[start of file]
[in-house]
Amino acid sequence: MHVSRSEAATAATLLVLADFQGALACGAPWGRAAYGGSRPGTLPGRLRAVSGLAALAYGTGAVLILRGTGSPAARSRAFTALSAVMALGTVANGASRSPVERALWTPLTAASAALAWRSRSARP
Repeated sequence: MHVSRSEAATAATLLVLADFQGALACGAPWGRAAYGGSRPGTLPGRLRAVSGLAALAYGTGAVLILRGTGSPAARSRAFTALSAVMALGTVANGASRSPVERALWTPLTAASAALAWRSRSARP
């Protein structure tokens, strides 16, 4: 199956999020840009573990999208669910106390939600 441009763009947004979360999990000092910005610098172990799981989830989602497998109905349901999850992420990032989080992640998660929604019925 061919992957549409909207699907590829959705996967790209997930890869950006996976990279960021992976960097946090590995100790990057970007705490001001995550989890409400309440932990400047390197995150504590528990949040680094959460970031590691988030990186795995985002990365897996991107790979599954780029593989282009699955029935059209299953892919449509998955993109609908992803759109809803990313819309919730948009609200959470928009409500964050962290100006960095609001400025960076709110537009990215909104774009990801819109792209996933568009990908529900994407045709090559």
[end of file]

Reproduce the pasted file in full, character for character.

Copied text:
[in-house]
Amino acid sequence: MHVSRSEAATAATLLVLADFQGALACGAPWGRAAYGGSRPGTLPGRLRAVSGLAALAYGTGAVLILRGTGSPAARSRAFTALSAVMALGTVANGASRSPVERALWTPLTAASAALAWRSRSARP
Repeated sequence: MHVSRSEAATAATLLVLADFQGALACGAPWGRAAYGGSRPGTLPGRLRAVSGLAALAYGTGAVLILRGTGSPAARSRAFTALSAVMALGTVANGASRSPVERALWTPLTAASAALAWRSRSARP
């Protein structure tokens, strides 16, 4: 199956999020840009573990999208669910106390939600 441009763009947004979360999990000092910005610098172990799981989830989602497998109905349901999850992420990032989080992640998660929604019925 061919992957549409909207699907590829959705996967790209997930890869950006996976990279960021992976960097946090590995100790990057970007705490001001995550989890409400309440932990400047390197995150504590528990949040680094959460970031590691988030990186795995985002990365897996991107790979599954780029593989282009699955029935059209299953892919449509998955993109609908992803759109809803990313819309919730948009609200959470928009409500964050962290100006960095609001400025960076709110537009990215909104774009990801819109792209996933568009990908529900994407045709090559």